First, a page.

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TitleThe relationship between mercury occurrence and mining activity in the Nottaway and Rupert river basins of north-western Quebec
LicencePlease note the adoption of the Open Government Licence - Canada supersedes any previous licences.
AuthorMaclatchy, J E; Jonasson, I R
SourceGeological Survey of Canada, Paper 74-56, 1974, 10 pages, Open Access logo Open Access
Mediapaper; on-line; digital
File formatpdf
Lat/Long WENS-80.0000 -72.0000 52.0000 48.0000
Subjectsgeochemistry; industrial minerals; environmental geology; analyses; analytical methods; atomic absorption analyses; concentrates; mercury; mercury geochemistry; mining properties; sulphides; tailings
Released1974 11 01; 2016 03 15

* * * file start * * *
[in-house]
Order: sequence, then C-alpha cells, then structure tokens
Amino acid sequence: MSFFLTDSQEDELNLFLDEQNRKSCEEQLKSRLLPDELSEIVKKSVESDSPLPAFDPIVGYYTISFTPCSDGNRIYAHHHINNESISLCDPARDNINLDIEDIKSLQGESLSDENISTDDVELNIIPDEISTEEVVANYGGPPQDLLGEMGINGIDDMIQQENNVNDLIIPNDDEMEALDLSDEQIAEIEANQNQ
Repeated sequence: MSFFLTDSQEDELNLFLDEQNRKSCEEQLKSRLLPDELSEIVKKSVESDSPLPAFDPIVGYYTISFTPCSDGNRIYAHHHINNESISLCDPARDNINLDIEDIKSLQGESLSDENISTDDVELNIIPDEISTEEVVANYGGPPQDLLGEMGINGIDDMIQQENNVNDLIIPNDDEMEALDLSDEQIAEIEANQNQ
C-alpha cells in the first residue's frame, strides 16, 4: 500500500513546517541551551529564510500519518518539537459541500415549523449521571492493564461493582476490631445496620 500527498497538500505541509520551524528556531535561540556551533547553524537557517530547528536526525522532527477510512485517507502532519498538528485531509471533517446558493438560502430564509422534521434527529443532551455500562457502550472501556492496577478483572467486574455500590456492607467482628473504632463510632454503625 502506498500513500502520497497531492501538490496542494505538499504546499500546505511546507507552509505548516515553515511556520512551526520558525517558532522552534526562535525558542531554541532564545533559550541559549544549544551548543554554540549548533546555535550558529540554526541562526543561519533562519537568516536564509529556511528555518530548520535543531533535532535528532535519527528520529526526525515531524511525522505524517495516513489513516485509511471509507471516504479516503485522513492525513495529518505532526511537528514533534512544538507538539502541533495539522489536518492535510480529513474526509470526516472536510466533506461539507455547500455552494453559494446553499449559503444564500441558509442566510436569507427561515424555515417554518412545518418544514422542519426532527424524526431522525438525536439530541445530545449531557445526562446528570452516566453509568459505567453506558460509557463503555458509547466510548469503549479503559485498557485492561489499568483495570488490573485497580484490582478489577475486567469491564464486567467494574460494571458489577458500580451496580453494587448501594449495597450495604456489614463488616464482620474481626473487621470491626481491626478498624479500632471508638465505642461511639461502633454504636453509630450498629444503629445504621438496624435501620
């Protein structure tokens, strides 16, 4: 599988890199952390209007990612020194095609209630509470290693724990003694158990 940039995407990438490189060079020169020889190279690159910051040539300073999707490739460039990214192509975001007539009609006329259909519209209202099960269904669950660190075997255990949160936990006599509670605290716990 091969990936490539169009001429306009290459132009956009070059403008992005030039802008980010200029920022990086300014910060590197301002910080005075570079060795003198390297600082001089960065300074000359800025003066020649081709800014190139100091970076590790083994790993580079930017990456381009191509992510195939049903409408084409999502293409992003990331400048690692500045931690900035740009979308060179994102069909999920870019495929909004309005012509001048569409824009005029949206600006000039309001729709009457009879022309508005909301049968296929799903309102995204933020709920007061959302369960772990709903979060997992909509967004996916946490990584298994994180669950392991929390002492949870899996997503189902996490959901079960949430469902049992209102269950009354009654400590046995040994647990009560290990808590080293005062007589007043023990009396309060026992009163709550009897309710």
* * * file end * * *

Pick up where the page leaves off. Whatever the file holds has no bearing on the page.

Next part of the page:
AbstractComposite samples of ore heads, concentrates and tailings were collected from some base metal (Cu, Zn, Pb) mines in northwestern Quebec. Daily, weekly and monthly composites were analyzed for mercury. It was shown that monthly composites provided the most representative and reproducible values for mercury in a given ore deposit. Fluctuations due to local variations in ore grade tend to be smoothed out in the longer term composites. The mines in question are near Chibougamau, Chapais, Matagami, Val d 'Or and Noranda and lie within the drainage basins of the Bell and Rupert river systems. The mines near Chibougamau produce only copper, those near Matagami yield considerably more zinc. whilst those near Noranda-Val d'Or produce copper, zinc and lead in major quantities. Mercury contents of these base metal ores were observed to increase with increasing zinc content of the ore, indicating that most of the mercury is present as a constituent of sphalerite ( ZnS). Mercury contents of zinc concentrates ranged from 2 ppm (Matagami area) through 20 ppm (Noranda area) up to 150 ppm (Val d'Or area). Mercury in copper concentrates was found to be much less abundant, usually 1 to 10 per cent of that found for a zinc concentrate from any given mine. In all areas, relatively little mercury was found to carry through into tailings which consist of waste silicates and iron sulphides. In the mines of primary interest, namely those near Chibougamau and Matagami, less than 0. 20 ppm mercury was found in most tailings composites. Values reached about 1 ppm in the Val d'Or area mines tailings and slightly higher in waste materials from the adjacent Noranda area. In general, tailings were observed to be well confined in ponds and the little mercury that is potentially available is considered unlikely to influence mercury levels reported for the local drainage systems. Other possible sources of mercury, such as Precambrian shales (slates) which are widespread throughout the Bell-Nottaway and Rupert River basins, are proposed and discussed. Data for ores and tailings from other regions of Canada are presented for comparative purposes.

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